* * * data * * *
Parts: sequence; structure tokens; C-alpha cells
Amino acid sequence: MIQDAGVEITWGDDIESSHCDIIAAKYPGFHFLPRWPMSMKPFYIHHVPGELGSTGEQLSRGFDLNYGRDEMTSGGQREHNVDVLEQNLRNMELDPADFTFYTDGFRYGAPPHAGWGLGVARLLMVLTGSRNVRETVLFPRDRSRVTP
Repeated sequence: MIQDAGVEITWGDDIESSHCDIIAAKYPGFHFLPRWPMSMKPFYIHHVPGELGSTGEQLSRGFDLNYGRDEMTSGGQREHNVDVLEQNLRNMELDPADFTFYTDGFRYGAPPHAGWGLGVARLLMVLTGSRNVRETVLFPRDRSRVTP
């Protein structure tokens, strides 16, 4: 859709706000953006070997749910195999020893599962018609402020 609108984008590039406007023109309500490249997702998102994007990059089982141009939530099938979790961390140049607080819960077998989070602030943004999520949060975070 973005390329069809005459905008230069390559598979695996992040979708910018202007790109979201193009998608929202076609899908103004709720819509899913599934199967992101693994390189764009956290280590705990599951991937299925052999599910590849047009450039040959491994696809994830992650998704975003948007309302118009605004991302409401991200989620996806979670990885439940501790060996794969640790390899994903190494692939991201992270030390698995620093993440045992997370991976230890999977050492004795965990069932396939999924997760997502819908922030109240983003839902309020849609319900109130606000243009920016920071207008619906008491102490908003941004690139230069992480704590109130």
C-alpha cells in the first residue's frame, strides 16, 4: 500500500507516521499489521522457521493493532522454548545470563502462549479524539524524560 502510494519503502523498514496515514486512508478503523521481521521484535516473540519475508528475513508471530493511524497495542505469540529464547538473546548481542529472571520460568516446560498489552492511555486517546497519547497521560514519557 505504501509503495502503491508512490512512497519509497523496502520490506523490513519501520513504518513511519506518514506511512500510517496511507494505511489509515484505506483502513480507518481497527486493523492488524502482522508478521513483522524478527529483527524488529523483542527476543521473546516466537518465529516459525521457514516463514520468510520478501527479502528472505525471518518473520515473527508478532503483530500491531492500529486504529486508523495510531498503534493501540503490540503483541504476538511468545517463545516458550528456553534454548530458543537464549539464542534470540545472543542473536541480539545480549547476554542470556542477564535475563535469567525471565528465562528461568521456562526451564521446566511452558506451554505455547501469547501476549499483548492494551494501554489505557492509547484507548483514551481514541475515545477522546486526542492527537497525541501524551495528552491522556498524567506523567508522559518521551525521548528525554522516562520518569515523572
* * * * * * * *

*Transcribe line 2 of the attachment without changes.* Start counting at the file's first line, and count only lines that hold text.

Amino acid sequence: MIQDAGVEITWGDDIESSHCDIIAAKYPGFHFLPRWPMSMKPFYIHHVPGELGSTGEQLSRGFDLNYGRDEMTSGGQREHNVDVLEQNLRNMELDPADFTFYTDGFRYGAPPHAGWGLGVARLLMVLTGSRNVRETVLFPRDRSRVTP